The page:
ISBN: 978-0-89215-003-8, Publication date: December 2007
A Life in Labor Law presents a remarkably readable and vibrant firsthand account of key events in labor relations in the second half of the twentieth century—from the War Labor Board, to the drafting of Japan’s labor laws during the U.S. occupation, to the development of California’s public employee collective bargaining law, and to the enforcement of international labor standards through the International Labour Organization. Aaron writes with insight, humor, and humility. He makes readers feel they are in the room beside him as he mediates the 1970 Los Angeles Teachers’ Strike, debates ethical issues inside the National Academy of Arbitrators, or campaigns to get the United States to ratify the ILO’s conventions on human rights. More than a simple memoir, this book, with its graceful style and harmonious blend of idealism and realism, illuminates the history of twentieth-century labor policy in the United States.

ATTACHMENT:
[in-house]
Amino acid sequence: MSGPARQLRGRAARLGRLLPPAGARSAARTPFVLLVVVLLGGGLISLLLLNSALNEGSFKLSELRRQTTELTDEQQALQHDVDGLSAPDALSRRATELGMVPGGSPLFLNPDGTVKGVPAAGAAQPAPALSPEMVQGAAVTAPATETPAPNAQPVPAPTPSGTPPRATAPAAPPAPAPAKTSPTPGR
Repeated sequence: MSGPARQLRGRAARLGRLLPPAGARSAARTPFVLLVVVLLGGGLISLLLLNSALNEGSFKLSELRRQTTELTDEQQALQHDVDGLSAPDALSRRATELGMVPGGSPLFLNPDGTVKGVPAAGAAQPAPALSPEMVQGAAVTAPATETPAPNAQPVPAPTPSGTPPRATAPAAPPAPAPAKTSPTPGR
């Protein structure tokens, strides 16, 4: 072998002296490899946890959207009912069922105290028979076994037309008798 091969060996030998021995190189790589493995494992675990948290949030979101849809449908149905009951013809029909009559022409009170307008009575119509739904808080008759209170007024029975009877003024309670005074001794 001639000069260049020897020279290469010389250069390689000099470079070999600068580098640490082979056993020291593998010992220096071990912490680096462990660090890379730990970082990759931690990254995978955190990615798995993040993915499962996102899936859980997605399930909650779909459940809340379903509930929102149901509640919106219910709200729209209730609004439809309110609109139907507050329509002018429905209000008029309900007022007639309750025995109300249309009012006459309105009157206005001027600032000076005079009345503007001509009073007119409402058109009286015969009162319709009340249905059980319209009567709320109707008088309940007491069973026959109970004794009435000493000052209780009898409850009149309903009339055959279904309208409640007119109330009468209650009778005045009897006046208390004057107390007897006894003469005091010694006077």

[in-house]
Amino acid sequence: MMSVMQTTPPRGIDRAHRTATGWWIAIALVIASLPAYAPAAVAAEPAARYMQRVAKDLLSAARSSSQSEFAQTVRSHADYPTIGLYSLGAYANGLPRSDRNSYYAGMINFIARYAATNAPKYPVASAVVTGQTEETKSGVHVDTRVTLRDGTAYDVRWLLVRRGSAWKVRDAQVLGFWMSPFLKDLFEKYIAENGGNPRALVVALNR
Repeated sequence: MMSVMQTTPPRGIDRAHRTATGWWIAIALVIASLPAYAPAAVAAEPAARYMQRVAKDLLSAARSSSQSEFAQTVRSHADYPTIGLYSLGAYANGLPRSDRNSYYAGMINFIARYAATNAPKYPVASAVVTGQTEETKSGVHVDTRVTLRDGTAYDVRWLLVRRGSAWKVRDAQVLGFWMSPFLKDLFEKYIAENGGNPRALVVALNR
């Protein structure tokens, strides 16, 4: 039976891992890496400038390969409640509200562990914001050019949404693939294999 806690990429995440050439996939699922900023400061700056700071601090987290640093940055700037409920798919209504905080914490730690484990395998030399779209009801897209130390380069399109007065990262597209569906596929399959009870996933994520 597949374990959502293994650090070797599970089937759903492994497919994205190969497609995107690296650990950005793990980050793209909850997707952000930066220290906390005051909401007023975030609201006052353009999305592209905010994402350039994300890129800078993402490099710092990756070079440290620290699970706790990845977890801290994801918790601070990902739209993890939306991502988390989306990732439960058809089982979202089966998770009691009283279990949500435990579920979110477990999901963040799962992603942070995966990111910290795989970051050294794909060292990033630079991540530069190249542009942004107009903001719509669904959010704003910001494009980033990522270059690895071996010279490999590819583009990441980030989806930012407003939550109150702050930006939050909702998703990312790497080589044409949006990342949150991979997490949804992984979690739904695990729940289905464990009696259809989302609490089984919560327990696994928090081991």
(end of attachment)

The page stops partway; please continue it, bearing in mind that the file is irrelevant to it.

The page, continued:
— Katherine V. W. Stone, UCLA Law School
Twelve presidents and some twenty secretaries of labor drew on the services of Benjamin Aaron when crises developed in the labor and employment relationship. He stood on his colleagues’ shoulders, reaching higher for the stars, wider for the implications, and deeper for the roots than others did. He found guiding values underlying what others viewed only as conflict. From his carefully kept notes, he distilled in immaculately effective English these memoirs—not just of one man’s story, but of the law and life of the labor relationship during sixtyfive years of the twentieth century. This is a priceless volume.
— W. Willard Wirtz
Former U.S. Secretary of Labor